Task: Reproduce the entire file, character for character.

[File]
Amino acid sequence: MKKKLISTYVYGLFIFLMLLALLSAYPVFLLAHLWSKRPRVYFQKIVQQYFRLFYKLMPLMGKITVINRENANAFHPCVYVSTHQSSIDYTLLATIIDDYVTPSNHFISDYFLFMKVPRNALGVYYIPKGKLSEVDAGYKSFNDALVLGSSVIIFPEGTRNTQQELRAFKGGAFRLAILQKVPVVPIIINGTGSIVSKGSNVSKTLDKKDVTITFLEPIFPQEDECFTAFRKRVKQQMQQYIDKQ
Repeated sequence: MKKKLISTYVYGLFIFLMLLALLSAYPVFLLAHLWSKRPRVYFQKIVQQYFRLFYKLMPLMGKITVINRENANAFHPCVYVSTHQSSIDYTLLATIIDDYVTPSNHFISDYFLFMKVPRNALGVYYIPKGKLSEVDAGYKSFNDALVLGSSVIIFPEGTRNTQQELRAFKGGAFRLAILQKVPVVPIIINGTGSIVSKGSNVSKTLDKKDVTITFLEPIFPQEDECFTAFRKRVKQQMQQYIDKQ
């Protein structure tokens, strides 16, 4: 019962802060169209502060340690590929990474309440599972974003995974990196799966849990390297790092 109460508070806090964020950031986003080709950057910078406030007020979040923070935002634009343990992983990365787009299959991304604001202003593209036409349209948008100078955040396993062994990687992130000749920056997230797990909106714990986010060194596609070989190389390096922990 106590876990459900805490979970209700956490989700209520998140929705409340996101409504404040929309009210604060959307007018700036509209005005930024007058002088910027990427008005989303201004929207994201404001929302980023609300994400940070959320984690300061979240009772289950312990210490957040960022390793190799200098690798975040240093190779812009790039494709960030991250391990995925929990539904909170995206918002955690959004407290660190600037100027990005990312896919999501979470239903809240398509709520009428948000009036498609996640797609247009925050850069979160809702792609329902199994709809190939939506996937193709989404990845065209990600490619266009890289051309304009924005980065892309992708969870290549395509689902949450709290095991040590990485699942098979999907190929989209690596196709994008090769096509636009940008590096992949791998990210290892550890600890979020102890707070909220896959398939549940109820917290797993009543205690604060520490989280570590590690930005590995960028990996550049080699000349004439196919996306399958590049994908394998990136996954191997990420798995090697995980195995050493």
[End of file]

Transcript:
Amino acid sequence: MKKKLISTYVYGLFIFLMLLALLSAYPVFLLAHLWSKRPRVYFQKIVQQYFRLFYKLMPLMGKITVINRENANAFHPCVYVSTHQSSIDYTLLATIIDDYVTPSNHFISDYFLFMKVPRNALGVYYIPKGKLSEVDAGYKSFNDALVLGSSVIIFPEGTRNTQQELRAFKGGAFRLAILQKVPVVPIIINGTGSIVSKGSNVSKTLDKKDVTITFLEPIFPQEDECFTAFRKRVKQQMQQYIDKQ
Repeated sequence: MKKKLISTYVYGLFIFLMLLALLSAYPVFLLAHLWSKRPRVYFQKIVQQYFRLFYKLMPLMGKITVINRENANAFHPCVYVSTHQSSIDYTLLATIIDDYVTPSNHFISDYFLFMKVPRNALGVYYIPKGKLSEVDAGYKSFNDALVLGSSVIIFPEGTRNTQQELRAFKGGAFRLAILQKVPVVPIIINGTGSIVSKGSNVSKTLDKKDVTITFLEPIFPQEDECFTAFRKRVKQQMQQYIDKQ
């Protein structure tokens, strides 16, 4: 019962802060169209502060340690590929990474309440599972974003995974990196799966849990390297790092 109460508070806090964020950031986003080709950057910078406030007020979040923070935002634009343990992983990365787009299959991304604001202003593209036409349209948008100078955040396993062994990687992130000749920056997230797990909106714990986010060194596609070989190389390096922990 106590876990459900805490979970209700956490989700209520998140929705409340996101409504404040929309009210604060959307007018700036509209005005930024007058002088910027990427008005989303201004929207994201404001929302980023609300994400940070959320984690300061979240009772289950312990210490957040960022390793190799200098690798975040240093190779812009790039494709960030991250391990995925929990539904909170995206918002955690959004407290660190600037100027990005990312896919999501979470239903809240398509709520009428948000009036498609996640797609247009925050850069979160809702792609329902199994709809190939939506996937193709989404990845065209990600490619266009890289051309304009924005980065892309992708969870290549395509689902949450709290095991040590990485699942098979999907190929989209690596196709994008090769096509636009940008590096992949791998990210290892550890600890979020102890707070909220896959398939549940109820917290797993009543205690604060520490989280570590590690930005590995960028990996550049080699000349004439196919996306399958590049994908394998990136996954191997990420798995090697995980195995050493």